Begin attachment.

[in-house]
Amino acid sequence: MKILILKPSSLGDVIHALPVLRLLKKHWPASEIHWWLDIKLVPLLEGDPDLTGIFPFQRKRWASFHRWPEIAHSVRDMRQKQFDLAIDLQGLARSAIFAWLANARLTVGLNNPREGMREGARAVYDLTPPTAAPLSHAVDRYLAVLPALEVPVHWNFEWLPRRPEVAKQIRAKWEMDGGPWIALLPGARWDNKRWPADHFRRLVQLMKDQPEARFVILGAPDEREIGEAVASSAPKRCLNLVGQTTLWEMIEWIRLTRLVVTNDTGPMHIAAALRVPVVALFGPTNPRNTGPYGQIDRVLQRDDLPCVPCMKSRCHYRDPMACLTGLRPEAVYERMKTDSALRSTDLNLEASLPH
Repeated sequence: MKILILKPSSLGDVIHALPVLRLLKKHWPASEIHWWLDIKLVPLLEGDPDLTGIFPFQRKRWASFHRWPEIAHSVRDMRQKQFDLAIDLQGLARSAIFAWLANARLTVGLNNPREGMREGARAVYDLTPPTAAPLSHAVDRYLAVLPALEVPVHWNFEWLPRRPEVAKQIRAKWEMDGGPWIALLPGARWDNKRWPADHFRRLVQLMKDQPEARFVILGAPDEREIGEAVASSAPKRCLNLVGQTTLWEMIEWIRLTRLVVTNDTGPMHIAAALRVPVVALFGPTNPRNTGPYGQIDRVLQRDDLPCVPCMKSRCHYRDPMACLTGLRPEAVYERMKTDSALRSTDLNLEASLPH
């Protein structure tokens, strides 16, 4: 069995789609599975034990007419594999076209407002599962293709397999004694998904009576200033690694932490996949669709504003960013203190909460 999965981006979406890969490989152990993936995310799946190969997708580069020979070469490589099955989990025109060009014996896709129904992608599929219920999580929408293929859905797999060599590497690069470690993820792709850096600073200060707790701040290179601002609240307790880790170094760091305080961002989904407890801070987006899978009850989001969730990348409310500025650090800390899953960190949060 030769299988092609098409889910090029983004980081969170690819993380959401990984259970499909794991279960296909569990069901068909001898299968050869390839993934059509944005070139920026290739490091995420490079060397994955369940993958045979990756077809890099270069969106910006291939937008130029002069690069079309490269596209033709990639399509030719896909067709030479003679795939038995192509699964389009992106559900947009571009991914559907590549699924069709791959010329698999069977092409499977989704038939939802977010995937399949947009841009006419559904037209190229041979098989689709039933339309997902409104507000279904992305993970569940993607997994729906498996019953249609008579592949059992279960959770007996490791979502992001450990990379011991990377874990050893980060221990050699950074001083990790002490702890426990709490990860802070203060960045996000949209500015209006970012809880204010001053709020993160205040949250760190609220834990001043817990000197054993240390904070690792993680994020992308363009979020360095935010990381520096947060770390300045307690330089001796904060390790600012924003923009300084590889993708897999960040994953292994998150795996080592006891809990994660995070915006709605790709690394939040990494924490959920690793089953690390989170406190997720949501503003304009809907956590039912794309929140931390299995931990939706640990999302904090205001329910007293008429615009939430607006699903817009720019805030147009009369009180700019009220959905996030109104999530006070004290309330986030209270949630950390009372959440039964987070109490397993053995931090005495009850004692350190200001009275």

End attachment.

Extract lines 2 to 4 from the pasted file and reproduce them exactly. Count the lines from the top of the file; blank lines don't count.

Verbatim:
Amino acid sequence: MKILILKPSSLGDVIHALPVLRLLKKHWPASEIHWWLDIKLVPLLEGDPDLTGIFPFQRKRWASFHRWPEIAHSVRDMRQKQFDLAIDLQGLARSAIFAWLANARLTVGLNNPREGMREGARAVYDLTPPTAAPLSHAVDRYLAVLPALEVPVHWNFEWLPRRPEVAKQIRAKWEMDGGPWIALLPGARWDNKRWPADHFRRLVQLMKDQPEARFVILGAPDEREIGEAVASSAPKRCLNLVGQTTLWEMIEWIRLTRLVVTNDTGPMHIAAALRVPVVALFGPTNPRNTGPYGQIDRVLQRDDLPCVPCMKSRCHYRDPMACLTGLRPEAVYERMKTDSALRSTDLNLEASLPH
Repeated sequence: MKILILKPSSLGDVIHALPVLRLLKKHWPASEIHWWLDIKLVPLLEGDPDLTGIFPFQRKRWASFHRWPEIAHSVRDMRQKQFDLAIDLQGLARSAIFAWLANARLTVGLNNPREGMREGARAVYDLTPPTAAPLSHAVDRYLAVLPALEVPVHWNFEWLPRRPEVAKQIRAKWEMDGGPWIALLPGARWDNKRWPADHFRRLVQLMKDQPEARFVILGAPDEREIGEAVASSAPKRCLNLVGQTTLWEMIEWIRLTRLVVTNDTGPMHIAAALRVPVVALFGPTNPRNTGPYGQIDRVLQRDDLPCVPCMKSRCHYRDPMACLTGLRPEAVYERMKTDSALRSTDLNLEASLPH
């Protein structure tokens, strides 16, 4: 069995789609599975034990007419594999076209407002599962293709397999004694998904009576200033690694932490996949669709504003960013203190909460 999965981006979406890969490989152990993936995310799946190969997708580069020979070469490589099955989990025109060009014996896709129904992608599929219920999580929408293929859905797999060599590497690069470690993820792709850096600073200060707790701040290179601002609240307790880790170094760091305080961002989904407890801070987006899978009850989001969730990348409310500025650090800390899953960190949060 030769299988092609098409889910090029983004980081969170690819993380959401990984259970499909794991279960296909569990069901068909001898299968050869390839993934059509944005070139920026290739490091995420490079060397994955369940993958045979990756077809890099270069969106910006291939937008130029002069690069079309490269596209033709990639399509030719896909067709030479003679795939038995192509699964389009992106559900947009571009991914559907590549699924069709791959010329698999069977092409499977989704038939939802977010995937399949947009841009006419559904037209190229041979098989689709039933339309997902409104507000279904992305993970569940993607997994729906498996019953249609008579592949059992279960959770007996490791979502992001450990990379011991990377874990050893980060221990050699950074001083990790002490702890426990709490990860802070203060960045996000949209500015209006970012809880204010001053709020993160205040949250760190609220834990001043817990000197054993240390904070690792993680994020992308363009979020360095935010990381520096947060770390300045307690330089001796904060390790600012924003923009300084590889993708897999960040994953292994998150795996080592006891809990994660995070915006709605790709690394939040990494924490959920690793089953690390989170406190997720949501503003304009809907956590039912794309929140931390299995931990939706640990999302904090205001329910007293008429615009939430607006699903817009720019805030147009009369009180700019009220959905996030109104999530006070004290309330986030209270949630950390009372959440039964987070109490397993053995931090005495009850004692350190200001009275």